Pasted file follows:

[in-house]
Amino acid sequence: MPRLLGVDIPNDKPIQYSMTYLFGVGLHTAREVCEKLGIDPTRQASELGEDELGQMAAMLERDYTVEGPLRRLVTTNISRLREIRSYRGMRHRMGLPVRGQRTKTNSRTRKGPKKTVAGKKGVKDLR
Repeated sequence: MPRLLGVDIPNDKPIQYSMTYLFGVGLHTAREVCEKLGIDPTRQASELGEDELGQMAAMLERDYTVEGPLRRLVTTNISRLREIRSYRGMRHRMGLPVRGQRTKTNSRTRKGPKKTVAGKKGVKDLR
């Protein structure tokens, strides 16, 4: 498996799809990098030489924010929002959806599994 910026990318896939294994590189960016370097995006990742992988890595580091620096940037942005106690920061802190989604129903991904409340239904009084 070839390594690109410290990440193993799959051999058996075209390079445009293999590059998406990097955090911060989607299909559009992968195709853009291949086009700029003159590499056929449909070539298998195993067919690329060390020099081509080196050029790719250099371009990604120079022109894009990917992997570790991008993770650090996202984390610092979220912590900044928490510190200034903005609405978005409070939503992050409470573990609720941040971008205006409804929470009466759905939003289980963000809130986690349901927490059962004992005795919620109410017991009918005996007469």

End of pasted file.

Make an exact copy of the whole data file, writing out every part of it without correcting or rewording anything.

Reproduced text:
[in-house]
Amino acid sequence: MPRLLGVDIPNDKPIQYSMTYLFGVGLHTAREVCEKLGIDPTRQASELGEDELGQMAAMLERDYTVEGPLRRLVTTNISRLREIRSYRGMRHRMGLPVRGQRTKTNSRTRKGPKKTVAGKKGVKDLR
Repeated sequence: MPRLLGVDIPNDKPIQYSMTYLFGVGLHTAREVCEKLGIDPTRQASELGEDELGQMAAMLERDYTVEGPLRRLVTTNISRLREIRSYRGMRHRMGLPVRGQRTKTNSRTRKGPKKTVAGKKGVKDLR
């Protein structure tokens, strides 16, 4: 498996799809990098030489924010929002959806599994 910026990318896939294994590189960016370097995006990742992988890595580091620096940037942005106690920061802190989604129903991904409340239904009084 070839390594690109410290990440193993799959051999058996075209390079445009293999590059998406990097955090911060989607299909559009992968195709853009291949086009700029003159590499056929449909070539298998195993067919690329060390020099081509080196050029790719250099371009990604120079022109894009990917992997570790991008993770650090996202984390610092979220912590900044928490510190200034903005609405978005409070939503992050409470573990609720941040971008205006409804929470009466759905939003289980963000809130986690349901927490059962004992005795919620109410017991009918005996007469």